The Virtual Telescope Project and Telescope Live partner to bring the whole Universe to the world
The whole Universe live, online and just a click away – From the North Star to the Southern Cross.
The Virtual Telescope Project and Telescope Live announce a partnership that will make it possible for everyone to enjoy stars and celestial phenomena from both the Southern and Northern Hemispheres online in real time.
The wonders of the Universe are ready to unveil themselves to enthusiasts and curious people from all over the world, like never before. From the Pole Star to the Southern Cross, the Northern and Southern skies will no longer have any secrets whatsoever.
The Virtual Telescope Project, an international leader and reference in real-time coverage and sharing of the main celestial phenomena, is proud to announce the start of an important, mutual collaboration with Telescope Live, a pioneer in the offer of remote telescopes and online services for astronomical photography from the darkest places on the planet.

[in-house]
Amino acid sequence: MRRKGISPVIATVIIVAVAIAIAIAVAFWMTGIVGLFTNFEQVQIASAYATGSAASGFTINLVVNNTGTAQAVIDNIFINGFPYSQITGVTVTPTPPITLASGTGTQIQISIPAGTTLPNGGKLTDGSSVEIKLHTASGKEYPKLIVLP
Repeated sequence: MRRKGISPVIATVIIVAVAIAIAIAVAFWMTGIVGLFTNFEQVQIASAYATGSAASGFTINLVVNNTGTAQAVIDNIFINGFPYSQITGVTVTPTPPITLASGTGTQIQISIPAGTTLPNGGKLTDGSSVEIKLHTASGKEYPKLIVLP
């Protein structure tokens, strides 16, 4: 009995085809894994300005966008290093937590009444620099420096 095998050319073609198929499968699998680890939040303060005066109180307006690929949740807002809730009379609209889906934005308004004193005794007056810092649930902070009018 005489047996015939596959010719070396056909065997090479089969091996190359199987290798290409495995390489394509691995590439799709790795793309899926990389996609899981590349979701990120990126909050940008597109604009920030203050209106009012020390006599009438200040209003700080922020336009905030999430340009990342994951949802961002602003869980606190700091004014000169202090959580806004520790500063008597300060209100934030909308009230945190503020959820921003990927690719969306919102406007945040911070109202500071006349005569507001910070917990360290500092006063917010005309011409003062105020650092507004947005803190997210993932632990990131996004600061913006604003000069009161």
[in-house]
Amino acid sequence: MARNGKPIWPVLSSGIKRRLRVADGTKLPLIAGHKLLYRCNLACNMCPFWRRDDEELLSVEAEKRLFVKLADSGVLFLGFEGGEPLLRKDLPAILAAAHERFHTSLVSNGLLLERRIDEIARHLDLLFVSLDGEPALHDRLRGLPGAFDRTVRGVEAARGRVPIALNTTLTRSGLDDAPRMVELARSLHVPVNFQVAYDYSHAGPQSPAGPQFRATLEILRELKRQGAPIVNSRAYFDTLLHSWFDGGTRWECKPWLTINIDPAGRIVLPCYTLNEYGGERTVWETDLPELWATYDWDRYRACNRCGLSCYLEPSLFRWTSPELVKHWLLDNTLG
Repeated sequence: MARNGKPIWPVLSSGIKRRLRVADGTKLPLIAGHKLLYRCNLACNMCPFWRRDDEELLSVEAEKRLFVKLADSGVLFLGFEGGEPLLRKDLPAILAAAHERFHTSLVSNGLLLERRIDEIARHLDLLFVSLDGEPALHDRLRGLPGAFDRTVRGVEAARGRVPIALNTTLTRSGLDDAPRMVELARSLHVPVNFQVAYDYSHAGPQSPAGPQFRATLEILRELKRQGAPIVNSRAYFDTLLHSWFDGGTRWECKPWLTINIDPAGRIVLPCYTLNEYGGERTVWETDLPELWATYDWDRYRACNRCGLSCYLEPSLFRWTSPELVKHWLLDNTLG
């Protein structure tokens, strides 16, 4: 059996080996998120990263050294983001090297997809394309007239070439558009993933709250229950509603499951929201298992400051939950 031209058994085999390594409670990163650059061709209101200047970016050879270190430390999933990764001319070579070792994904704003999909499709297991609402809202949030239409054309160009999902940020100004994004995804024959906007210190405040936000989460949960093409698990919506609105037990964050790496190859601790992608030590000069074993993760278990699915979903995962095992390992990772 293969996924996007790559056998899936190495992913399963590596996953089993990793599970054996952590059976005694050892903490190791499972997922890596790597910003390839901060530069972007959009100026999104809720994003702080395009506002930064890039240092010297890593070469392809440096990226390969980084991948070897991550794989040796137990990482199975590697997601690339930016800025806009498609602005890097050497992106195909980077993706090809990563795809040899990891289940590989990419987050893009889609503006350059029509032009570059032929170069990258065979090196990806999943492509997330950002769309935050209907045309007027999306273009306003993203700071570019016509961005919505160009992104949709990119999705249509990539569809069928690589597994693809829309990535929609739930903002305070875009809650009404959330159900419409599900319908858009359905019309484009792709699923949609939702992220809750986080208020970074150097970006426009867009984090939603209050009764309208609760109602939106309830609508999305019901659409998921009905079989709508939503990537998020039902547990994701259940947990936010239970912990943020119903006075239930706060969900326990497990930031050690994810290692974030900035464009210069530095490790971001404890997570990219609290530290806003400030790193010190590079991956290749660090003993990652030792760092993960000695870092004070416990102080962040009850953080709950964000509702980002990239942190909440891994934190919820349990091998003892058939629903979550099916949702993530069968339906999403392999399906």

Thanks to this partnership, it will be possible to share worldwide stars and celestial events, in real time, involving both the Northern and Southern Hemispheres – the latter particularly appealing to our imagination.
The result is a gateway to the Universe with no geographical constraints, which will range from one end of the sky to the other. For the first time, the entire cosmic panorama can be explored live in a format that has proven to be extraordinarily successful.
Both the Virtual Telescope Project and Telescope Live have important success stories, with an extraordinary reputation as unique initiatives in the world.